I’m currently attending the annual Korea-Australia-New Zealand (KANZ) Broadband Summit in Hobart, and tomorrow morning will be giving the breakfast address.I’ll be blogging selectively throughout the day, and it is also being streamed live.
After a brief welcoming address from Professor Mike Miller, emeritus professor at the University of South Australia, the opening speech was given by Australia’s Minister for Broadband, Communications and the Digital Economy, Senator Stephen Conroy. The Senator talked about the long history of friendship between Australia, New Zealand and Korea, and the partnerships that have been formed, including one between Korea and CSIRO. The Australian animation company Crewjo also got a mention for its alliance with a Korean company for the production of educational content. He also talked about the partnership between Australia and New Zealand to reduce trans-Tasman mobile roaming charges.
He also talked about the start differences in the deployment of broadband between the three counties – Australia and New Zealand being in the middle of their next-generation broadband deployments, while Korea is recognised as a world leader in broadband. He said it was fitting that the conference be held in Tasmania, where the National Broadband Network first went live.
he also talked about how Australia’s productivity performance has slowed to 1.4 percent, from almost double that in the previous decade.
“Ubiquitous high speed broadband is the key to the nation’s economic and social future, and the key to participating in the digital economy,” he said. “(High-speed broadband) drives productivity. It will connect Australians to each other, and the world.”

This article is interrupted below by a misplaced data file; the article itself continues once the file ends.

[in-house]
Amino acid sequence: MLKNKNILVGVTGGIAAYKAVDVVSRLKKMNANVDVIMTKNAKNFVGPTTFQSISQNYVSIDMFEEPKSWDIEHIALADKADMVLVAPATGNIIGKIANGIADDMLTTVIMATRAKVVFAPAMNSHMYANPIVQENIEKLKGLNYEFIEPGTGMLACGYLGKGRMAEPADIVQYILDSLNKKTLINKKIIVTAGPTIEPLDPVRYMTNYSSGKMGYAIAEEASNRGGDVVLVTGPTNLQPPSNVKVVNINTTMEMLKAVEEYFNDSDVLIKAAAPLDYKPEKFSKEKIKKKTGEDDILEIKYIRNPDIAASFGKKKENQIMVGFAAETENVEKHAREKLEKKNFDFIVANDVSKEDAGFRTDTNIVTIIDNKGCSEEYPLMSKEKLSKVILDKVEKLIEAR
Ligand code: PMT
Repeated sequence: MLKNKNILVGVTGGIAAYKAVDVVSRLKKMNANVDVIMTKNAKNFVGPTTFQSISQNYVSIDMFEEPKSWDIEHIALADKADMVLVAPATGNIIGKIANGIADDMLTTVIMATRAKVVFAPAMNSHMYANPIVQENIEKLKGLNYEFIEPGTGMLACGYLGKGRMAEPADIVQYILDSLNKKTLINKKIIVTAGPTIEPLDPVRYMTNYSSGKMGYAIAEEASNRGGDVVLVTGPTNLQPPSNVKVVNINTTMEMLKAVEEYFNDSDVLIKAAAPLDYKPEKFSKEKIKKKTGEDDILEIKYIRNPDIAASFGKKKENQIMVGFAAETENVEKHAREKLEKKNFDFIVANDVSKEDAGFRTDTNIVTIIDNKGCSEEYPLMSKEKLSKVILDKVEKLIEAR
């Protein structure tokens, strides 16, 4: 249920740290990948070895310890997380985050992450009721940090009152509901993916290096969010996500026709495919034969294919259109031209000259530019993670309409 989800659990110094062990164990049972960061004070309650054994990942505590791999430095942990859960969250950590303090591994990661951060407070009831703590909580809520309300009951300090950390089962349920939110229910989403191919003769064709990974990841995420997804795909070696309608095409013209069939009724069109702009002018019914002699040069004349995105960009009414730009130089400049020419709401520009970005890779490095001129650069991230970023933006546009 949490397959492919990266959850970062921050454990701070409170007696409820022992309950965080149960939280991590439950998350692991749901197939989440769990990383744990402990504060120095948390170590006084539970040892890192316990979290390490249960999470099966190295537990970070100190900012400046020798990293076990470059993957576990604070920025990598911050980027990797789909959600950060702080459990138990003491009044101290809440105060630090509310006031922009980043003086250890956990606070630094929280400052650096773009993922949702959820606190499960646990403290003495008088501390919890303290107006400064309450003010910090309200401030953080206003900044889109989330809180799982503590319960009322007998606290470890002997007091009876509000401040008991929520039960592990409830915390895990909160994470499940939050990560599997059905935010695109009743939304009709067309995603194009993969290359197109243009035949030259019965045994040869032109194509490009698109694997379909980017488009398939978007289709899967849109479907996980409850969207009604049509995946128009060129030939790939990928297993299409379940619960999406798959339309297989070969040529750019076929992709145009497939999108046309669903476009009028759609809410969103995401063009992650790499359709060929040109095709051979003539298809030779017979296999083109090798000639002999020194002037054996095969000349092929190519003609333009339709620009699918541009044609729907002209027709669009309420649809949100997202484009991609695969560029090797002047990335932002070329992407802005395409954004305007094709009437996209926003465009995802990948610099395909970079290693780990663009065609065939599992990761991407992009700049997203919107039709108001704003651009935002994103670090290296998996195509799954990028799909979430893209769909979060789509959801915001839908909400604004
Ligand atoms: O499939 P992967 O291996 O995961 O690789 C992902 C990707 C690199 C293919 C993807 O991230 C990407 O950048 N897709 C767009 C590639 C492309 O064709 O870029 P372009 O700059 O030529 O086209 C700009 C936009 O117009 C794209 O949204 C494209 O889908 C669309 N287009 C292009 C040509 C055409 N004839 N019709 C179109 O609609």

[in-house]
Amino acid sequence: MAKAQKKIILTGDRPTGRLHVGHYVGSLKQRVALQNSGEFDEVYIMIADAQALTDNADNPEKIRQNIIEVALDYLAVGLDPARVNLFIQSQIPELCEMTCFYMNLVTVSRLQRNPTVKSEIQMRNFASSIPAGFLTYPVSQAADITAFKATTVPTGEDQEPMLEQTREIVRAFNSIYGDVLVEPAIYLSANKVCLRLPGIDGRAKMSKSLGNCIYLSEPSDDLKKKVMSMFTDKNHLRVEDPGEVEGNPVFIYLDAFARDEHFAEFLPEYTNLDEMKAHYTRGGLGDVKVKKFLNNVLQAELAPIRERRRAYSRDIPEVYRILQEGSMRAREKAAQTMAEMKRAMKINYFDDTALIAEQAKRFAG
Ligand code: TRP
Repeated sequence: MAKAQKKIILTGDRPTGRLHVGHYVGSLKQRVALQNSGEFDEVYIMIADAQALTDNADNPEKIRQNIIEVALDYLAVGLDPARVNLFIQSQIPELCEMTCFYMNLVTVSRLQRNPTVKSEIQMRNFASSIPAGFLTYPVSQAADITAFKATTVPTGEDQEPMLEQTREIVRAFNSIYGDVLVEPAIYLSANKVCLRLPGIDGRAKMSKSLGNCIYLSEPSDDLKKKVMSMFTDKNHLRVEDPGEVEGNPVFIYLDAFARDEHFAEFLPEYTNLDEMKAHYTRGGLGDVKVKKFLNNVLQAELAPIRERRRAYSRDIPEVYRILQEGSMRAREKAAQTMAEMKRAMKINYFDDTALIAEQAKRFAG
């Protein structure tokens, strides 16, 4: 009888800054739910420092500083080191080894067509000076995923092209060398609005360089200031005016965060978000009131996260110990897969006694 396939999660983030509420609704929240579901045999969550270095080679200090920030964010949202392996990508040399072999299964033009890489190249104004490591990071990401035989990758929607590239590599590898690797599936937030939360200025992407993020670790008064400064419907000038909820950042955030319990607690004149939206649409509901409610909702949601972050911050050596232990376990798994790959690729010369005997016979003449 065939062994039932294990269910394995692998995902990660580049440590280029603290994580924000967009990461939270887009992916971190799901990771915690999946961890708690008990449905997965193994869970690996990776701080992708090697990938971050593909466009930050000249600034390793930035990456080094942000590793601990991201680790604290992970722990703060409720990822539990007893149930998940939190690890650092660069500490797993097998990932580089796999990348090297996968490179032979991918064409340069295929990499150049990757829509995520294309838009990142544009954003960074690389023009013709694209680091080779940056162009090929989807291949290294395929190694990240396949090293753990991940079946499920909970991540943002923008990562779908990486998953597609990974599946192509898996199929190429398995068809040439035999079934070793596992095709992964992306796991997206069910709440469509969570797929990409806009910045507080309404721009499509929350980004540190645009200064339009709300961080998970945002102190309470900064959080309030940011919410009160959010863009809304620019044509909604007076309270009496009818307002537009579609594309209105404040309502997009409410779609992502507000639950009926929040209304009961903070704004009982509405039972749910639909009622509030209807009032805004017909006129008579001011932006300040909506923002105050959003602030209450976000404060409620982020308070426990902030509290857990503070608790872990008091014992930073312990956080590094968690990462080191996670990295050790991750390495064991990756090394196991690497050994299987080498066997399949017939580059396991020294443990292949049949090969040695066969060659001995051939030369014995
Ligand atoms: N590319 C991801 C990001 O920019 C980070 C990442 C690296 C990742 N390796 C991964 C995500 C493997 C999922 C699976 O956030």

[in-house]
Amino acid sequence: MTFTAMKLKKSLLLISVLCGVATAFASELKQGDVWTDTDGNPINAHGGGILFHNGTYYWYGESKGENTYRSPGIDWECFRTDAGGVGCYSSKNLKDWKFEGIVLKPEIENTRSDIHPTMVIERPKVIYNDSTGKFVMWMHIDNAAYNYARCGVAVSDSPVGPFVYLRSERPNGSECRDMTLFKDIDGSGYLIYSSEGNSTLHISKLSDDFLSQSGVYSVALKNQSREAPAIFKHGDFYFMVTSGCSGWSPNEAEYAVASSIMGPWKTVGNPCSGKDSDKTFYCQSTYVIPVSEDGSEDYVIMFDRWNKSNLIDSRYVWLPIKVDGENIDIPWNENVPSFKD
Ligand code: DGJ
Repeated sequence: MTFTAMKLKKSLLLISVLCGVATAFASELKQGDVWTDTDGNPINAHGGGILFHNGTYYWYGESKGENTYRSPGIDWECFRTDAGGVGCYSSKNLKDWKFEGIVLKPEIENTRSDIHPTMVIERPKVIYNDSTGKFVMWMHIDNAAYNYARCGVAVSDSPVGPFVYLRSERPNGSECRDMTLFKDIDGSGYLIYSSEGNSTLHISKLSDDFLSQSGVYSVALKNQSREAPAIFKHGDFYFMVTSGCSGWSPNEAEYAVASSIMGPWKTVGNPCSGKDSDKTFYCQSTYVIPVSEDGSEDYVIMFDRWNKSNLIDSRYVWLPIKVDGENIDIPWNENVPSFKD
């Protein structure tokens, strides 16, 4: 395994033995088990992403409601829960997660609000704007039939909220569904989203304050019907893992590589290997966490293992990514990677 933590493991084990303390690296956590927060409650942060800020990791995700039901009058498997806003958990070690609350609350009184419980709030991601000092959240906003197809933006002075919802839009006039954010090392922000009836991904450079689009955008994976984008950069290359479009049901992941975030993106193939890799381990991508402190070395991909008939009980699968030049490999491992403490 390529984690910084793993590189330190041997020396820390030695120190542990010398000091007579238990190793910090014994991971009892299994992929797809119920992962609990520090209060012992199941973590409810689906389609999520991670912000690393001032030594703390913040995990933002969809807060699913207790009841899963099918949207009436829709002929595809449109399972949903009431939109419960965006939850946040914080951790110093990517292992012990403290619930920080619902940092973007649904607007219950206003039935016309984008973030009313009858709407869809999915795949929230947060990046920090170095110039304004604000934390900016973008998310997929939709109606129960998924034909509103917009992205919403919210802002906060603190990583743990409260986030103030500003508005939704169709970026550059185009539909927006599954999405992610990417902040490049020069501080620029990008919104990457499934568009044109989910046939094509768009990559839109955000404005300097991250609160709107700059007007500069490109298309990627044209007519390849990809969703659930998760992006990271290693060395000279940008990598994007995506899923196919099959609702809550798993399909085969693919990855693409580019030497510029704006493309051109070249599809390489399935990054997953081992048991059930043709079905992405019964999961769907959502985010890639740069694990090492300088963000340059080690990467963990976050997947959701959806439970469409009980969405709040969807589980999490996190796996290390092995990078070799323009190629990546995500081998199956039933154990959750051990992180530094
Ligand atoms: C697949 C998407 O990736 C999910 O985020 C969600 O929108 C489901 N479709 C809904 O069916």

His address was followed by one from Mr See Joong Choi, the chairman, Korean Communications Commission, who talked about the changes the have occurred in Korea as a result of the introduction of broadband technology into Korea.
“Our three nations have a common goal of pursuing economic development and the advance of digital culture with high-speed broadband infrastructure,” he said. “The Korean government has established three mid to long term development projects since 1995 to roll out an ultra-fast broadband network. These network upgrading projects will not only support the expansion of a smart society, but lay the foundation for the development of a digital economy.”
He also discussed the idea that unless Korea develops a culture of being able to capture the benefits of these network developments – it is the applications and services that are vital, and they must be the focus of ongoing development. Society must als be educated as to the issues of cyber-safety as more and more of its actions move online. Finally, he talked about the role that broadband can play in reducing greenhouse emissions through the use of ICT for energy saving activities, particularly the use of cloud computing.
The final opening address was given by Hon. Steven Joyce, the New Zealand Minister for Communications and Information Technology. Mr Joyce talked about New Zealand’s Ultra-Fast Broadband network deployment, which is occurring in partnership with the private sector and aims to deliver high speed broadband to 75 percent of the population by 2019. The country is also deploying a rural network, the Rural Broadband Initiative, for high-speed access in regional areas, which aims to give at least 5 Mbps to more than 80 percent of regional areas. Altogether the two networks will give high speed broadband to more than 90 percent of the nation’s population.